A Conversation for History of Russian Vodka
Bez (arguaby the finest figure of a man ever found wearing Bez's underwear) <underpants> Started conversation Dec 20, 2002
Hello, the thing with proof being twice the alcohol by volume is an American simplification of the much older British method.
Basically gunpowder soaked in water doesn't light, gunpower soaked in alcohol does. Mixtures of water and alcohol may or may not, depending on the ratios. 100% proof is the most watery mix that the gunpower will still burn. I can't remember exactly what this is, but I think it's about 55 to 60% by volume, and I think pure alcohol is about 170-175% proof.
So whilst the footnote is true for the colonies, it's not for the UK.
Sea Change Posted Dec 20, 2002
Is proof a description of how much extra alcohol or water is needed to either prevent or start an ignition?
Bels - an incurable optimist. A1050986 Posted Dec 20, 2002
My understanding is that proof spirit was held to be that which if poured over gunpowder and ignited would eventually ignite the powder. So presumably the proportion of water which could be present and still allow the gunpowder to ignite would depend on the gunpowder.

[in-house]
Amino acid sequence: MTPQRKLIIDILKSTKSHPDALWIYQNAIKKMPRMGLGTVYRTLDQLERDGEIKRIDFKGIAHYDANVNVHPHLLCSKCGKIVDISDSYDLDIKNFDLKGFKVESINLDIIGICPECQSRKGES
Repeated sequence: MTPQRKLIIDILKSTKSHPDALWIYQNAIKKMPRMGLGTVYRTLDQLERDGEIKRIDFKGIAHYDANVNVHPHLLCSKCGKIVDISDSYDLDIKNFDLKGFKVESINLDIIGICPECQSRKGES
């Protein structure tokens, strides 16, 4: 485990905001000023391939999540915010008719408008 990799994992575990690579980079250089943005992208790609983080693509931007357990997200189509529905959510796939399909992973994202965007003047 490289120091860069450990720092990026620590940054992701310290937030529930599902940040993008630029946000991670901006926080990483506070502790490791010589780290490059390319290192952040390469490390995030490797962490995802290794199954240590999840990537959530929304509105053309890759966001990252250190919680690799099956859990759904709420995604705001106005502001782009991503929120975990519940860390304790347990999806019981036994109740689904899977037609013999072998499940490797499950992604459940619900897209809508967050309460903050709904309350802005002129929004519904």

Later, however, proof spirit was a term applied until 1980 as a basis for customs and excise purposes - ie taxation. Proof spirit was legally defined as having 49.2% of alcohol by weight, 57.1% by volume, at 51 deg F (10.5 deg C).
Sea Change Posted Dec 21, 2002
Proof seems to be only one particular threshhold, and not a continuous measure-anything which has more alchohol in it also results in ignition and is merely called proof?
How do the percentages come in?
manolan Posted Jan 7, 2003
I think the definition is something like "burns with a steady blue flame and ignites the powder". Until the advent of hygrometers there was just proof, overproof and underproof, without degrees of measure.
The definitions are, indeed, different in the UK and US. As h2g2 is based on UK terms, it should really be changed. In the UK, 100% ABV is 175 proof.
I also found this calculator: http://www.ex.ac.uk/cimt/dictunit/ccalcoh4.htm
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